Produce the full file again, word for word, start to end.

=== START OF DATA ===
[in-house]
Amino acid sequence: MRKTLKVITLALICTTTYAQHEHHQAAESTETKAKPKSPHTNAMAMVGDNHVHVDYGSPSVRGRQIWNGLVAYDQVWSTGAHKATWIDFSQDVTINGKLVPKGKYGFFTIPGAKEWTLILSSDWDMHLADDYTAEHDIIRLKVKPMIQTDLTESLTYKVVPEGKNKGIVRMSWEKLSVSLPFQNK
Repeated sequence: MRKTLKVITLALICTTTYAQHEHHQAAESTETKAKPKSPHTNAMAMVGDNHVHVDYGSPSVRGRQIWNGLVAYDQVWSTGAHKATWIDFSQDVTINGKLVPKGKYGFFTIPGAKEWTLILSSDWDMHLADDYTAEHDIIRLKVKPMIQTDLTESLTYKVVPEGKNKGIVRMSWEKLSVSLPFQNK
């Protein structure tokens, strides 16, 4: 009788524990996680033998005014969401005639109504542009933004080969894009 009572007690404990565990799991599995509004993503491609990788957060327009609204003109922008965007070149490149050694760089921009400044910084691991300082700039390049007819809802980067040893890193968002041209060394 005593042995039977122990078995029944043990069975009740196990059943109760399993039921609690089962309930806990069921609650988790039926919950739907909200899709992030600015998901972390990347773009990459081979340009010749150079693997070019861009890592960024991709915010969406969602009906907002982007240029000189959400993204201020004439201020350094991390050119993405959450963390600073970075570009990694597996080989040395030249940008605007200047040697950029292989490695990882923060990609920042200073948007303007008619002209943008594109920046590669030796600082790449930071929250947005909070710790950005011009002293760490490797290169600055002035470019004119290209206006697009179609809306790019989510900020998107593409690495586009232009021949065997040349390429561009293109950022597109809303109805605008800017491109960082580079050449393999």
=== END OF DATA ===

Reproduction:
[in-house]
Amino acid sequence: MRKTLKVITLALICTTTYAQHEHHQAAESTETKAKPKSPHTNAMAMVGDNHVHVDYGSPSVRGRQIWNGLVAYDQVWSTGAHKATWIDFSQDVTINGKLVPKGKYGFFTIPGAKEWTLILSSDWDMHLADDYTAEHDIIRLKVKPMIQTDLTESLTYKVVPEGKNKGIVRMSWEKLSVSLPFQNK
Repeated sequence: MRKTLKVITLALICTTTYAQHEHHQAAESTETKAKPKSPHTNAMAMVGDNHVHVDYGSPSVRGRQIWNGLVAYDQVWSTGAHKATWIDFSQDVTINGKLVPKGKYGFFTIPGAKEWTLILSSDWDMHLADDYTAEHDIIRLKVKPMIQTDLTESLTYKVVPEGKNKGIVRMSWEKLSVSLPFQNK
């Protein structure tokens, strides 16, 4: 009788524990996680033998005014969401005639109504542009933004080969894009 009572007690404990565990799991599995509004993503491609990788957060327009609204003109922008965007070149490149050694760089921009400044910084691991300082700039390049007819809802980067040893890193968002041209060394 005593042995039977122990078995029944043990069975009740196990059943109760399993039921609690089962309930806990069921609650988790039926919950739907909200899709992030600015998901972390990347773009990459081979340009010749150079693997070019861009890592960024991709915010969406969602009906907002982007240029000189959400993204201020004439201020350094991390050119993405959450963390600073970075570009990694597996080989040395030249940008605007200047040697950029292989490695990882923060990609920042200073948007303007008619002209943008594109920046590669030796600082790449930071929250947005909070710790950005011009002293760490490797290169600055002035470019004119290209206006697009179609809306790019989510900020998107593409690495586009232009021949065997040349390429561009293109950022597109809303109805605008800017491109960082580079050449393999």